I’ve mentioned before that August has a hemangioma on his right elbow. Most medical professionals will tell you that this is a “birthmark.” That’s a simplified explanation. In reality, it’s a cluster of blood vessels gone mad. They’re more common in girls than boys, more common in Caucasians as opposed to other minorities, more common in twins, and more common in premature babies. We’re batting three out of four with this group and both the twins have one although Louie’s is barely noticeable.
In about 15% of cases, these vessels gone mad can grow so rapidly that the skin that covers them actually breaks down, and the thing splits down the middle in a huge gaping ulcer. Yummy, right?
Well a week or so ago, August’s hemangioma began to scab and I just knew we were headed for an ulceration. I got the name of a doctor who treated someone else’s child very successfully, and we grabbed a cancellation spot.
Oh, but I have forgotten the pain that is a new doctor. August has a beautiful, practically spotless medical record, and as a result, the doctors and nurses talk to me like I’m new at this. I am not.
Doc doesn’t realize that THIS housewife with spit-up on her shoulder ain’t your average bear.
The recommended treatment for hemangiomas is a blood pressure medication. “Before he can take it, August will have to have some something called an EKG that measures the pulses of the heart.”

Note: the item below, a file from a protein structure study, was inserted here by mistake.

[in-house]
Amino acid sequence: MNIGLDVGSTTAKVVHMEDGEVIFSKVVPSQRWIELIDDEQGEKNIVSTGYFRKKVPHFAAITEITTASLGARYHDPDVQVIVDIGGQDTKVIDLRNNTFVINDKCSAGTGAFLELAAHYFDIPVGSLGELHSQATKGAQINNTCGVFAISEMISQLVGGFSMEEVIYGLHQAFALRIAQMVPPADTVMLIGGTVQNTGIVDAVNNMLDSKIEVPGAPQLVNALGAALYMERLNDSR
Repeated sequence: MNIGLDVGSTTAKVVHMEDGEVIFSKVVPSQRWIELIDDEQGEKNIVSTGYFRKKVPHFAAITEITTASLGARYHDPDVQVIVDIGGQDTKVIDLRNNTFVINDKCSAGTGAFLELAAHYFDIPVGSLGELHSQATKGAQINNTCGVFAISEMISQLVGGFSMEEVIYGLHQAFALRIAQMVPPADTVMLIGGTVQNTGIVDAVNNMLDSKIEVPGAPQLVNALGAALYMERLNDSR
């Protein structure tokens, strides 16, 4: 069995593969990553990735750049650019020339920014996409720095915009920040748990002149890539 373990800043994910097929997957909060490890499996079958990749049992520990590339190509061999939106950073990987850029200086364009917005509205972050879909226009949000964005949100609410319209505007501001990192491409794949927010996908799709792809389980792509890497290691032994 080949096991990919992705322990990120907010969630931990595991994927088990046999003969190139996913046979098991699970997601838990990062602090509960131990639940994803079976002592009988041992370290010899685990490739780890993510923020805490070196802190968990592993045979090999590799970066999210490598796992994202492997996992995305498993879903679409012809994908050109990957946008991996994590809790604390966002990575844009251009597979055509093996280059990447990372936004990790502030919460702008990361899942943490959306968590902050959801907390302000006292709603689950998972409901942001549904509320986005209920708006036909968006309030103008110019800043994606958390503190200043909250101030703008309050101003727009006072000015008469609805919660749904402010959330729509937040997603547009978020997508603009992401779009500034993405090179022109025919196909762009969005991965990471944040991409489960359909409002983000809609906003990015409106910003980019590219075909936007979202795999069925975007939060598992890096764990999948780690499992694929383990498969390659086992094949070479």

EKG? I think I’ve heard of that–in fact, I think Charlie’s had a dozen, and Louie’s had a couple as well.
“To get the EKG done, you will have to go to Children’s Hospital.”
Ok, I’ll go there. The only pediatric electro phys specialist in the state gave me a hug the last time he saw me. Because he’d just cardioverted the second of my sons to have uncontrollable SVT. But I guess I can see your guy.
“Sometimes, after having an EKG, they might have to do some further checking with a test called an Echo.”
I think I’ve heard of that one too. . .
“Try not to be alarmed if that happens.”
I am really difficult to scare at this point.
“Once he begins the medication, you’ll have to find a compounding pharmacy.”
Yeah, that’s the only kind we go to–we’re pharmacy snobs, actually.
“And here’s a syringe so you can give him a precise dose.”
Thanks. I’ve got my own syringes, actually, but yours is cute. I know that the doses are tiny, but don’t worry about me–I can practically draw meds in my sleep.
Okay, I didn’t really say any of that stuff–but I thought it really loudly.